Twice a month, a speech therapist comes to our house. This is the only therapy we do. If you know anything about Down syndrome and therapy, you’ll know that twice a month therapy is very low on the therapy scale. This has been a very conscious choice on my part; I feel very strongly that there is a balance between this kind of push for developmental progress (I am actually not sold on the idea that therapy always changes children’s developmental timelines, but that is another post) and the happiness of the child and his family. Our balance lies somewhere in the “minimal therapy” zone.
They play, read, sing. I think from LP’s perspective, our speech therapist is a lady who knows a lot of ASL and comes with a big bag of awesome toys. From my perspective, she’s a resource to talk to about his speech development.
There are forts. There are fights. There are uncontrollable giggle sessions.
Lately, there is A LOT of Slippery Fish being sung in our house. Sometimes I fall asleep thinking, “slippery fish, slippery fish, gulp, gulp, gulp…”
On the weekends, we play, we do projects, we veg out.
There are fun times with friends. Really, really, cute friends.
And days at the park.
LP shares a room with his sisters right now. We have family story time every night, then lights out. I know, you are just dying with jealousy at our exotic life, aren’t you?
WHAT DO THE TATERS SAY ABOUT THEIR BROTHER?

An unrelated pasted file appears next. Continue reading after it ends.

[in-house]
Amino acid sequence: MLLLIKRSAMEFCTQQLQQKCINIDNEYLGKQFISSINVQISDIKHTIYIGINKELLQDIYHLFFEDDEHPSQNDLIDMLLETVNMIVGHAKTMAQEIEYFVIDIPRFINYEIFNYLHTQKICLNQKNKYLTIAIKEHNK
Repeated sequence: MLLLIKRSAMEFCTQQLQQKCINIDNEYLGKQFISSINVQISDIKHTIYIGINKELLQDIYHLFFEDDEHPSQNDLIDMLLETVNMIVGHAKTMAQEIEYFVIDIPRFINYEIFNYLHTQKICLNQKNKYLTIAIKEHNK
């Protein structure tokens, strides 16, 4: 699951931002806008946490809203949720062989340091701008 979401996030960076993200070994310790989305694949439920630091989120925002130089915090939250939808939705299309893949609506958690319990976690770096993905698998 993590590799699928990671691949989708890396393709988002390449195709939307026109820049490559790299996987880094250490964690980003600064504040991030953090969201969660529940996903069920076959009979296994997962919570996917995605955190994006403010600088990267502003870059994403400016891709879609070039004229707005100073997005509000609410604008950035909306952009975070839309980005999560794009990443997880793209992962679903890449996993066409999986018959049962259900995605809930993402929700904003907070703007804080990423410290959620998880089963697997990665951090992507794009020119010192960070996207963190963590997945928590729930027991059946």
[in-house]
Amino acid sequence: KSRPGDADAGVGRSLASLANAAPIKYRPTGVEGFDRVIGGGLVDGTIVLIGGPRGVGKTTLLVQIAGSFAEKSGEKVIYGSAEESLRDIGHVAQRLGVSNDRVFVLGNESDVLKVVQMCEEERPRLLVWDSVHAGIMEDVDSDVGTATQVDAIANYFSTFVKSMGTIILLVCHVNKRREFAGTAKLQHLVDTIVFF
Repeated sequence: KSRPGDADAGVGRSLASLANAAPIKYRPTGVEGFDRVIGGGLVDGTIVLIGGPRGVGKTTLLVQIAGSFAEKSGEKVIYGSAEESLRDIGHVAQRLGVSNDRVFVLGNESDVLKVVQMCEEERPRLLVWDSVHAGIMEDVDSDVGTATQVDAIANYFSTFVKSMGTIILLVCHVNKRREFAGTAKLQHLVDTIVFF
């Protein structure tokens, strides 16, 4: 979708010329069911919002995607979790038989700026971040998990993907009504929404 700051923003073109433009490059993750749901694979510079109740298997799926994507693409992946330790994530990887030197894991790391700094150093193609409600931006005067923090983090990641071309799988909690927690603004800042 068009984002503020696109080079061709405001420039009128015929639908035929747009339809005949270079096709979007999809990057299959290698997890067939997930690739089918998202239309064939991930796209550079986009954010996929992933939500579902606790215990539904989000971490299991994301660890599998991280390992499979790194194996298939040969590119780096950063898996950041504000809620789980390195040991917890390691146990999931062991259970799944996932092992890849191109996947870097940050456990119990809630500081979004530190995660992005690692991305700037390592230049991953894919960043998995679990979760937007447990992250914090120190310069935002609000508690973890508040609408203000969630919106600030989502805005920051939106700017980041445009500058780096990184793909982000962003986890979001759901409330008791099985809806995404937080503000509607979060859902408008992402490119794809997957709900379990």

Mouse (6 1/2 years old):
I like playing with my brother, even though he destructos our games. Sometimes it is frustrating because he doesn’t always get our games. The thing I like most about him is that he is silly when he destructos. That’s funny because what I don’t like about him is also what I like about him. He gives really cozy hugs.
Chipmunk (4 years old):
I like showing my brother how to do stuff. When I show him, he does it back. It is hard to catch him when he runs away. He is like Rarity [from My Little Pony], except not, because Rarity can find special stuff but my brother can hide special stuff from other people.
Sparrow (4 months old):
Yes, that one, hm, what can I say. I think he’s suspicious. He throws toys at me and Mom is all brainwashed, she thinks he’s trying to “share” with me. And then there’s the thing where he’ll come over and start out holding my hand all gently, then that turns into a tap, tap, bang, bang, BAM! That sucks. But you know what is the worst, most suspicious part? Despite this constant threat of violence, I still smile at him every time he comes over, my face just does that and I can’t control it, I think I’ve also been brainwashed! I guess it is because it pleases me so much when he sings Slippery Fish to me, that stuff is fuuuunny. I pooped and need some more milk. Anyone? Hello?
And there you go, life in the KimchiLatkes household! xo
DSDN is partnering with my friend Meriah from A Little Moxie to create a year long project called A Day in the Life with Down Syndrome. If you have Down syndrome, or know someone with it, I hope you’ll consider participating. The website will continue to be available for submissions past World Down Syndrome Day.